November 15, 2011 3:41 pm

BG Group starts race for chief executive role

BG Group, the FTSE 100 oil and gas producer, has in effect fired the starting pistol in the race for three internal candidates to take over the role of chief executive from Sir Frank Chapman with a series of board changes.

Martin Houston, BG’s executive director in charge of the Americas and Global LNG who has been with the company since 1983, is promoted to chief operating officer.


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A BG veteran who joined the company in 1983, he had already been tipped as a leading internal candidate to succeed Sir Frank, who plans to give up his role by the end of 2013 when he will be aged 60.

Mr Houston is formally joined by two other recent recruits in a revamp of executive roles announced on Tuesday.

Fabio Barbosa, BG’s chief financial officer, will add strategy and portfolio development to his role. Mr Barbosa joined BG’s board last year after an eight-year spell as the chief financial officer at Vale, the Brazilian mining company.

Chris Finlayson, managing director of Europe and central Asia, also joins the race after his promotion to the board and takes command of BG Advance, which is responsible for BG’s exploration and large capital projects.

As with fellow contender Mr Barbosa, Mr Finlayson is a recent recruit. He joined BG last August after 33 years with Royal Dutch Shell and replaces Jørn Berget on BG’s executive committee who will retire from the company next year.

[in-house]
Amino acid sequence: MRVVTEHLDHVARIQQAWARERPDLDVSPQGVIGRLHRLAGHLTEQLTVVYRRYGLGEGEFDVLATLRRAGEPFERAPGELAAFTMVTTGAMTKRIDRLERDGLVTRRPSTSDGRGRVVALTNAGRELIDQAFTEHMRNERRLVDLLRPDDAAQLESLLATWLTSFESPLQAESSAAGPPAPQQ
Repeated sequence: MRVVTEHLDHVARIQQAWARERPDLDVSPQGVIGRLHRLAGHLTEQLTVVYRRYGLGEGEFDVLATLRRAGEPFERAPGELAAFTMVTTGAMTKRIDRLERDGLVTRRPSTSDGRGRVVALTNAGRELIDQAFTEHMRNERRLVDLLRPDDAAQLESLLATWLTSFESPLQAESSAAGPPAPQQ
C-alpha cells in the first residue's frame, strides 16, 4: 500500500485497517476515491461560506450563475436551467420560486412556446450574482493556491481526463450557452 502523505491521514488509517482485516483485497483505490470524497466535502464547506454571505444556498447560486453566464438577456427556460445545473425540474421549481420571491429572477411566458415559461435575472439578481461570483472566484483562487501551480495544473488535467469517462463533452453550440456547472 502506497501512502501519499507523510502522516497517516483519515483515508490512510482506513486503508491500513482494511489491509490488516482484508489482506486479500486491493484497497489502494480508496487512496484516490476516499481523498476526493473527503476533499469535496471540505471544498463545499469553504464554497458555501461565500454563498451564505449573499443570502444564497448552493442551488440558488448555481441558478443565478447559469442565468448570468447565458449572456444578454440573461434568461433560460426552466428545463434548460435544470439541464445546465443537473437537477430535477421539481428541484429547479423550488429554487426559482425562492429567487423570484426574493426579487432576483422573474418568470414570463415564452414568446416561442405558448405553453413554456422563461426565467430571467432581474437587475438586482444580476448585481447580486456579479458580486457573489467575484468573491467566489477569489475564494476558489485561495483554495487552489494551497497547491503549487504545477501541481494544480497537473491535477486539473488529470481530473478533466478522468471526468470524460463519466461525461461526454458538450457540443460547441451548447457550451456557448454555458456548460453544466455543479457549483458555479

Sir Robert Wilson, BG chairman, said on Tuesday: “The creation of these three expanded board level roles means we have an appropriate internal succession process under way, in addition to an external search, to replace Sir Frank Chapman when he retires as chief executive before the end of 2013.”

The move gives all three the opportunity over the next 12-18 months to establish their credentials to lead a company that has been transformed in recent years from one focused mainly on the North Sea into a global energy operator.

The revamping of responsibilities granted to contenders for Sir Frank’s role comes a fortnight after BG ended weeks of speculation by confirming Andrew Gould, the well-respected former chief executive of oilfield services group Schlumberger, as its next chairman from May next year.

The company is building on the example set by pharmaceutical group GlaxoSmithKline and other corporations in drawing up protracted and relatively public competitions to identify their next chief executives.

In 2007, GSK chairman Sir Chris Gent appointed Andrew Witty as chief executive to replace Jean-Pierre Garnier, following a run-off against fellow internal candidates David Stout and Chris Viehbacher. Mr Witty’s appointment, however, was then followed by the departure of the rebuffed contenders.

Former General Electric chief Jack Welch pitted successor Jeff Immelt against rival contenders James McNerney and Bob Nardelli, both of whom then left to run other companies.

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